Neil Oliver Scotland’s telly historian, dubbed by none other than AA Gill as ‘the male Joanna Lumley’ signs copies of A History of Ancient Britain. Waterstone’s, Glasgow & Edinburgh, Wed 28 Sep.

Wigtown Book Festival In the beautiful Dumfries & Galloway surroundings, the WBF brings together the diverse likes of Maggie O’Farrell, Toby Young, Elaine C Smith and Martin Bell. See feature, page 16. Various venues, Wigtown, Fri 23 Sep–Sun 2 Oct. Val McDermid The Fifer unleashes her 25th novel, The Retribution, in which an escaped serial killer plans horrible vengeance on DCI Carol Jordan and clinical psychologist Tony Hill. Waterstone’s, Glasgow, Thu 29 Sep.

Robert Harris The bestselling author lets rip with new novel The Fear Index, a contemporary thriller which tackles some pretty big questions. See review, page 43. Hutchinson.

Glasgow Poetry Week When is a week ten days long? When it’s Glasgow Poetry Week, which features a masquerade, a poetry bash in Pivo Pivo and much more. Various venues, Glasgow, Fri 30 Sep–Sun 9 Oct. Words The North Lanarkshire Festival of Books and Writing has a splendid line-up including Julian Baggini, Jane Harris and James Robertson. See preview, page 45. Various venues, North Lanarkshire, Mon 3–31Oct.

Susan Hill This writer certainly knows how to chill a reader’s bones and with the reissue of The Woman in Black, only the most cold- hearted will keep their blood temperature warm to middling. See review, page 43. Profile.

West Port Book Festival In the zone dubbed ‘Edinburgh’s Soho’ comes the small literary festival which celebrates an area of lovely second-hand bookshops. Various venues, Edinburgh, Thu 13–Sun 16 Oct.

Tariq Ali Never one to shirk a debate, firebrand Ali is here to muse upon the UK economy, Middle Eastern uprisings, European protests and the future of Scotland. Mitchell Library, Glasgow, Wed 19 Oct.

Christopher Hitchens The astute and wise chronicler of affairs both contemporary and historical publishes a stirring collection of essays and columns in Arguably. See review, page 43. Atlantic.

42 THE LIST 22 Sep–20 Oct 2011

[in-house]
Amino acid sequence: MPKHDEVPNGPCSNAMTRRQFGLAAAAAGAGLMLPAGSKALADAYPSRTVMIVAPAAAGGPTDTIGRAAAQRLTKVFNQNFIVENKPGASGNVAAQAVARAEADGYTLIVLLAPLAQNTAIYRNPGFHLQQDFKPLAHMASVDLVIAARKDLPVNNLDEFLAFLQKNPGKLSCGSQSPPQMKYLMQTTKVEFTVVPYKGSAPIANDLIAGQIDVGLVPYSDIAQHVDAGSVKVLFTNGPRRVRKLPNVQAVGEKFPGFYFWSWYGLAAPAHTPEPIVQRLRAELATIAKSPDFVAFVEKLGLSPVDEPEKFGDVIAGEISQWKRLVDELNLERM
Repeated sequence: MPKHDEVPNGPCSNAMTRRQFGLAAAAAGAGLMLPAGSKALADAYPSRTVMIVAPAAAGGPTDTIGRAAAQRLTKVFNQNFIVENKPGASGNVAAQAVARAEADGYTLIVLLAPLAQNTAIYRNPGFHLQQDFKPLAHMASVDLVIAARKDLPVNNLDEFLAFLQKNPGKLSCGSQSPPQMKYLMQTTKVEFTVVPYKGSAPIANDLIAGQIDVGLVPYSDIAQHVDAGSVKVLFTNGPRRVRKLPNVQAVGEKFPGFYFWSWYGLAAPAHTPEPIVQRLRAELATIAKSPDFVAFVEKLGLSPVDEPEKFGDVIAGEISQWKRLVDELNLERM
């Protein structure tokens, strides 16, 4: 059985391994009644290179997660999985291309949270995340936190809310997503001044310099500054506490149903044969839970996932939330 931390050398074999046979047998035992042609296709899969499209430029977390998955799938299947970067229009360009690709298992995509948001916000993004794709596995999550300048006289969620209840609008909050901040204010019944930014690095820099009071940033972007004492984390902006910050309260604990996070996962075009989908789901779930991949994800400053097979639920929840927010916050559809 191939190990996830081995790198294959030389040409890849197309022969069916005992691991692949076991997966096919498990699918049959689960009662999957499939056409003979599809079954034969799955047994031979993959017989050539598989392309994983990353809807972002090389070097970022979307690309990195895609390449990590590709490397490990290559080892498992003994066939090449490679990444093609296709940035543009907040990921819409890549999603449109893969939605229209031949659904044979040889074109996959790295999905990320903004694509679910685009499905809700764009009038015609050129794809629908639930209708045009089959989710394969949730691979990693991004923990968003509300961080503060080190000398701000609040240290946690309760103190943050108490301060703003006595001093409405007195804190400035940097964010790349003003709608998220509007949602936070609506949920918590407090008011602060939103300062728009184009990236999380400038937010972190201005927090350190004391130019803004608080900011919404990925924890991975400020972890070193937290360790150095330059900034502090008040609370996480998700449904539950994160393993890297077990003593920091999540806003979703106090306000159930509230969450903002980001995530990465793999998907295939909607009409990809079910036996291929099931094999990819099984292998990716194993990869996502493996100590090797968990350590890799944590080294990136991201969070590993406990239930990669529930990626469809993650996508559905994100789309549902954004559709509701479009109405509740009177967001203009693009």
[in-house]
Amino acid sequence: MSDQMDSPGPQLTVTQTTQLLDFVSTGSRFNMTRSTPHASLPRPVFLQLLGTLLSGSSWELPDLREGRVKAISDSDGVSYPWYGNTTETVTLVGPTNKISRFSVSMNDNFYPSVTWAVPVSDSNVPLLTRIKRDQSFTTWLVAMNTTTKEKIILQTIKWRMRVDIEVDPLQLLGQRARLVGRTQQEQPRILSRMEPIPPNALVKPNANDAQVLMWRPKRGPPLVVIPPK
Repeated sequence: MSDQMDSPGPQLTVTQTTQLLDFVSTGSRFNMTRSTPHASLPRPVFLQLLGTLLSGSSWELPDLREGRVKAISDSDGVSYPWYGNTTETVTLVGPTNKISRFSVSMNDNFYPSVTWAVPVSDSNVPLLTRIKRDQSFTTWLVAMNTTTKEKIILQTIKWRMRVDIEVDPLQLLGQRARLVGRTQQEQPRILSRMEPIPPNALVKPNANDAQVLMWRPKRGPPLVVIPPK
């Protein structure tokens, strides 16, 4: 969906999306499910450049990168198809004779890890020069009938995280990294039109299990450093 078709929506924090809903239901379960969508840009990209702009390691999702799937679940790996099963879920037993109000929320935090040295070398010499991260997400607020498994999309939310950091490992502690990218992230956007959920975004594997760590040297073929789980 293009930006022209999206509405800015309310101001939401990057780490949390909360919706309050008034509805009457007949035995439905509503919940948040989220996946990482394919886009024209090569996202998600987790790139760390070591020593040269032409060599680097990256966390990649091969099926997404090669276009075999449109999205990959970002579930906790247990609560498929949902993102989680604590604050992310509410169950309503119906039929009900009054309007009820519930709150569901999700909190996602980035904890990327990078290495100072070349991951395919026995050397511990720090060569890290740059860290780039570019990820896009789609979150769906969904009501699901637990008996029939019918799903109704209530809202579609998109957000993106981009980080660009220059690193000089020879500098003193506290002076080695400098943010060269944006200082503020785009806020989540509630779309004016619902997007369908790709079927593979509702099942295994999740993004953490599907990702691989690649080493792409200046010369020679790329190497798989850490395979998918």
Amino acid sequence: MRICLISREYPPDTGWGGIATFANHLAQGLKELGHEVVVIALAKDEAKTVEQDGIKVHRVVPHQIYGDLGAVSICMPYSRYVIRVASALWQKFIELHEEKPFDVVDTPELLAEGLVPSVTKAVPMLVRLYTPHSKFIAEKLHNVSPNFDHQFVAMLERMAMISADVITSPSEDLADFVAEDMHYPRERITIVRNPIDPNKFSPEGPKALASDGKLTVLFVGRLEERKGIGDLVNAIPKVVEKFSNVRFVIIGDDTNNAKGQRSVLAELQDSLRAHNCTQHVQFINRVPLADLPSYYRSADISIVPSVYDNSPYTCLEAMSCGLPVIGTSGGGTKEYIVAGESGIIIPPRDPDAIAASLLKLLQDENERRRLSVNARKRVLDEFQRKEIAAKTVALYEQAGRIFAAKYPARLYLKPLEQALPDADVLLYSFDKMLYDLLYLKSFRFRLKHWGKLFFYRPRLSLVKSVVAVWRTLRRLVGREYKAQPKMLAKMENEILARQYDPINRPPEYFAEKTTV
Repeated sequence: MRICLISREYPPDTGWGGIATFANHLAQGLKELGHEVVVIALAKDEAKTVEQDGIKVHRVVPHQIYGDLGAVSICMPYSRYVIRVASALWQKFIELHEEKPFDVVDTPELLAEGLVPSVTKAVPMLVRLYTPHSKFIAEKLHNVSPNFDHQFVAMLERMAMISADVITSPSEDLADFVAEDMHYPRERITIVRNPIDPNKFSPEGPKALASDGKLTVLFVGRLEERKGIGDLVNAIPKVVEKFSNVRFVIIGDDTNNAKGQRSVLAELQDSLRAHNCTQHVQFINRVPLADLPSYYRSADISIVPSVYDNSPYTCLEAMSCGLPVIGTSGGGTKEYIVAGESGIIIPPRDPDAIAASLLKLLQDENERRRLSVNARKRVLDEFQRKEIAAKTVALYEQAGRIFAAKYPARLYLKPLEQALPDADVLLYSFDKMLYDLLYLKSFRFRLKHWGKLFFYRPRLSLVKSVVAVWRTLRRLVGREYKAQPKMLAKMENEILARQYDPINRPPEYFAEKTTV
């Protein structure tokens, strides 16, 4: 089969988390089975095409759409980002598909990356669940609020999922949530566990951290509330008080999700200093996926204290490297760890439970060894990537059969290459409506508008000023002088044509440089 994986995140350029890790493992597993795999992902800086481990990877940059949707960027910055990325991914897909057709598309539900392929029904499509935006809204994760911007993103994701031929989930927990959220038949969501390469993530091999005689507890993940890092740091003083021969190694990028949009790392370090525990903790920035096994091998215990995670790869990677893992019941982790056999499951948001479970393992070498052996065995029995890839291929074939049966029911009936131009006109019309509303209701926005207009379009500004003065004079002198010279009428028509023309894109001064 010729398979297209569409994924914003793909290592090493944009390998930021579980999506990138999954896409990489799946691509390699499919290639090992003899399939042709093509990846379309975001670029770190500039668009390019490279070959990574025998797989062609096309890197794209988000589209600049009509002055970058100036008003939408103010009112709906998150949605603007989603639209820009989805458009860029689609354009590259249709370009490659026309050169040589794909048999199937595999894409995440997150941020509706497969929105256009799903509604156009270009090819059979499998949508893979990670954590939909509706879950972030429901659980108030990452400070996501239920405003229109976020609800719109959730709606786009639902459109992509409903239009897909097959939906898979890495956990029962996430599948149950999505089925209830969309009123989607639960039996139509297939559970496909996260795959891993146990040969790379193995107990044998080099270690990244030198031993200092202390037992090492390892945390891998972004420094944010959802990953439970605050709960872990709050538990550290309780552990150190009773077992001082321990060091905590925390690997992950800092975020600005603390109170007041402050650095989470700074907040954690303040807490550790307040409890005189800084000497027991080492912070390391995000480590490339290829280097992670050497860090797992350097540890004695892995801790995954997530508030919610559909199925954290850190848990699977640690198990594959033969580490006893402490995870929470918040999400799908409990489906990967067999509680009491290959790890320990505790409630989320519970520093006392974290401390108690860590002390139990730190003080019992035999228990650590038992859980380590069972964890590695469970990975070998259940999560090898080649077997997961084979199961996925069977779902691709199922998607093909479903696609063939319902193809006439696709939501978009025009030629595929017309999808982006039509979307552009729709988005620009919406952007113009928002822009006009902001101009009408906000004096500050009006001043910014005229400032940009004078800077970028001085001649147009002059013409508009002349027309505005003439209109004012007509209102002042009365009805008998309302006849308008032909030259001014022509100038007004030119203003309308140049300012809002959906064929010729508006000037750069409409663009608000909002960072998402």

Our debut author Q&As continue with HELEN GORDON, whose first book is about a London art magazine writer who returns to her suburban family household and confronts some difficult home truths

Give us five words to describe Landfall? Journalist falls off the edge.

Name one author who should be more famous than they are now? Penelope Fitzgerald, who died in 2000, remains sadly neglected by the book buying public. Her short novels, by turns funny and tragic, are strange, exquisite meditations ranging from tales of houseboats in the 1960s, to a novel about an 18th century German poet. What was the first book you read? At primary school I remember reading and re-reading Ian Serraillier’s The Silver Sword but the very first book was probably The Hungry Caterpillar.

Which book makes you cry? The last book that made me tearful was Chris Adrian’s The Great Night. There’s a heartbreaking moment involving the death of ‘Blankie’, a sort of living blanket/pet belonging to the king and queen of the fairies. It’s complicated. Otherwise, Katherine Mansfield wrote stories with unexpected endings that often leave you momentarily convinced that the world is dark, troubling and very, very sad.

Which dead author do you wish was still alive today? Angela Carter, who died in 1992, would be 71 now. I’d love to know how the past 20 years would have appeared in her fiction and to hear her views on feminism in the new millennium. Which book makes you laugh? Most things by Lorrie Moore. She does humour with heavy doses of pathos and insight, and her characters have some of the best one-liners in contemporary fiction. (Interview by Brian Donaldson) Landfall is published by Fig Tree on Thu 6 Oct.